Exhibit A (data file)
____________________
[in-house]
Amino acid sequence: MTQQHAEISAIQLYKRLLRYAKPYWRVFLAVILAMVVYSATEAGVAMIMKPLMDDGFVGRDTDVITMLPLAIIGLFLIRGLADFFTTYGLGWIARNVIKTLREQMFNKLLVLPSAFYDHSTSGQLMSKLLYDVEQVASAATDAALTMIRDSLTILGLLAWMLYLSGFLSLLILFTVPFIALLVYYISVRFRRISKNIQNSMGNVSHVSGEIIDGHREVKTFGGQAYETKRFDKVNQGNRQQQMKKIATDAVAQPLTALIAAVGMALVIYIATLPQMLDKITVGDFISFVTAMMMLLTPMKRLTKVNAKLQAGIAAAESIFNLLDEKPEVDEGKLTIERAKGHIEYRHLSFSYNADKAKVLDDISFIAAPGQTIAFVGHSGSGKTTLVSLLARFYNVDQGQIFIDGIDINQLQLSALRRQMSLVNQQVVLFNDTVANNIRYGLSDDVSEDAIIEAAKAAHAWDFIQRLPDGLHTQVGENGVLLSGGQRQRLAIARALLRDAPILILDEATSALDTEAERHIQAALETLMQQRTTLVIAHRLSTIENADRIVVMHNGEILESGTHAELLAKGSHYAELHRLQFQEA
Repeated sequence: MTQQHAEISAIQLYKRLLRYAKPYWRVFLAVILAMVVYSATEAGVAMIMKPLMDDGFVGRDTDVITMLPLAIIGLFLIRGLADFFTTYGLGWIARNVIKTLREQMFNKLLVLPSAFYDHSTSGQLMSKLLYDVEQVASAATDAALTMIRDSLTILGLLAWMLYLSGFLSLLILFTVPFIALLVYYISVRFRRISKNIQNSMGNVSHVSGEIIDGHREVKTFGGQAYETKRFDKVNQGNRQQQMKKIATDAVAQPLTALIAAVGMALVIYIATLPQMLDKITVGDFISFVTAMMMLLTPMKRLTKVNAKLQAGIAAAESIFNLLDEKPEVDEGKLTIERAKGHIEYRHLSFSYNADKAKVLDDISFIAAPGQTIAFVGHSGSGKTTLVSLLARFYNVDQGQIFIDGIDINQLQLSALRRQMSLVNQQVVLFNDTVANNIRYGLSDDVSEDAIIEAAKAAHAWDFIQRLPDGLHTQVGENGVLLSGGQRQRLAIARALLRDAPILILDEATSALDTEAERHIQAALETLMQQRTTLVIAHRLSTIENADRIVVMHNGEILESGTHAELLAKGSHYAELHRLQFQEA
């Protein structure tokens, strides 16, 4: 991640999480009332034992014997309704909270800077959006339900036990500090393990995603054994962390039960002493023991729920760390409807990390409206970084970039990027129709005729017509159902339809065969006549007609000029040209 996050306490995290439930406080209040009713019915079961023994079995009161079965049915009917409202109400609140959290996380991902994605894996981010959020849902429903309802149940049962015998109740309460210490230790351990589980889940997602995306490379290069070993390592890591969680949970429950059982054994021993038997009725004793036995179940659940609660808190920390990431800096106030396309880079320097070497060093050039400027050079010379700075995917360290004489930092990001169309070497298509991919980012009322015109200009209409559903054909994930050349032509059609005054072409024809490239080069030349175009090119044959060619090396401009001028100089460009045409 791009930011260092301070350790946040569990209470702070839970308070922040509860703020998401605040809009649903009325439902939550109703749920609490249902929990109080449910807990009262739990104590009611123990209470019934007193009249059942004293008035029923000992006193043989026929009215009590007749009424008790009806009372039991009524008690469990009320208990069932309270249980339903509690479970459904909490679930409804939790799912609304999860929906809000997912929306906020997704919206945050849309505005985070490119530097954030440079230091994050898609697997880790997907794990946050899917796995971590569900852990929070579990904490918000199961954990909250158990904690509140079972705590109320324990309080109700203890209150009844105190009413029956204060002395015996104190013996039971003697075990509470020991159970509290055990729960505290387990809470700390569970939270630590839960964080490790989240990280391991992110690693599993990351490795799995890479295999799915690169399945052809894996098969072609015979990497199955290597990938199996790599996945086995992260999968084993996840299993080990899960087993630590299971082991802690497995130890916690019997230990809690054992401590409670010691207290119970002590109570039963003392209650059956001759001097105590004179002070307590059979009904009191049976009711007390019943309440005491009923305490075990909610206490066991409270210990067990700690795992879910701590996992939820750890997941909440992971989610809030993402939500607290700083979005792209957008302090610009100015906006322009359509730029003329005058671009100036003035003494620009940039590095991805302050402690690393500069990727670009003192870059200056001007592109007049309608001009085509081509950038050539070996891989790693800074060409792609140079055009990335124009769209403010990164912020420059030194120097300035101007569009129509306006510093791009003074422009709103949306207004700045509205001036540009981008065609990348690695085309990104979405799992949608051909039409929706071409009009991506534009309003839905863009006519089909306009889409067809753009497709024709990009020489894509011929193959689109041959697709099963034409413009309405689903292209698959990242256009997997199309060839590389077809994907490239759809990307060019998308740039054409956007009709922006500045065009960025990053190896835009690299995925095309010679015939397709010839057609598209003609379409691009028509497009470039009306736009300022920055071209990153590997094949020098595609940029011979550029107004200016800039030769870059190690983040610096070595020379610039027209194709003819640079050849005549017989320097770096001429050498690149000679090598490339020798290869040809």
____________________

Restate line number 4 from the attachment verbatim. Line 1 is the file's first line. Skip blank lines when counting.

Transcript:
């Protein structure tokens, strides 16, 4: 991640999480009332034992014997309704909270800077959006339900036990500090393990995603054994962390039960002493023991729920760390409807990390409206970084970039990027129709005729017509159902339809065969006549007609000029040209 996050306490995290439930406080209040009713019915079961023994079995009161079965049915009917409202109400609140959290996380991902994605894996981010959020849902429903309802149940049962015998109740309460210490230790351990589980889940997602995306490379290069070993390592890591969680949970429950059982054994021993038997009725004793036995179940659940609660808190920390990431800096106030396309880079320097070497060093050039400027050079010379700075995917360290004489930092990001169309070497298509991919980012009322015109200009209409559903054909994930050349032509059609005054072409024809490239080069030349175009090119044959060619090396401009001028100089460009045409 791009930011260092301070350790946040569990209470702070839970308070922040509860703020998401605040809009649903009325439902939550109703749920609490249902929990109080449910807990009262739990104590009611123990209470019934007193009249059942004293008035029923000992006193043989026929009215009590007749009424008790009806009372039991009524008690469990009320208990069932309270249980339903509690479970459904909490679930409804939790799912609304999860929906809000997912929306906020997704919206945050849309505005985070490119530097954030440079230091994050898609697997880790997907794990946050899917796995971590569900852990929070579990904490918000199961954990909250158990904690509140079972705590109320324990309080109700203890209150009844105190009413029956204060002395015996104190013996039971003697075990509470020991159970509290055990729960505290387990809470700390569970939270630590839960964080490790989240990280391991992110690693599993990351490795799995890479295999799915690169399945052809894996098969072609015979990497199955290597990938199996790599996945086995992260999968084993996840299993080990899960087993630590299971082991802690497995130890916690019997230990809690054992401590409670010691207290119970002590109570039963003392209650059956001759001097105590004179002070307590059979009904009191049976009711007390019943309440005491009923305490075990909610206490066991409270210990067990700690795992879910701590996992939820750890997941909440992971989610809030993402939500607290700083979005792209957008302090610009100015906006322009359509730029003329005058671009100036003035003494620009940039590095991805302050402690690393500069990727670009003192870059200056001007592109007049309608001009085509081509950038050539070996891989790693800074060409792609140079055009990335124009769209403010990164912020420059030194120097300035101007569009129509306006510093791009003074422009709103949306207004700045509205001036540009981008065609990348690695085309990104979405799992949608051909039409929706071409009009991506534009309003839905863009006519089909306009889409067809753009497709024709990009020489894509011929193959689109041959697709099963034409413009309405689903292209698959990242256009997997199309060839590389077809994907490239759809990307060019998308740039054409956007009709922006500045065009960025990053190896835009690299995925095309010679015939397709010839057609598209003609379409691009028509497009470039009306736009300022920055071209990153590997094949020098595609940029011979550029107004200016800039030769870059190690983040610096070595020379610039027209194709003819640079050849005549017989320097770096001429050498690149000679090598490339020798290869040809």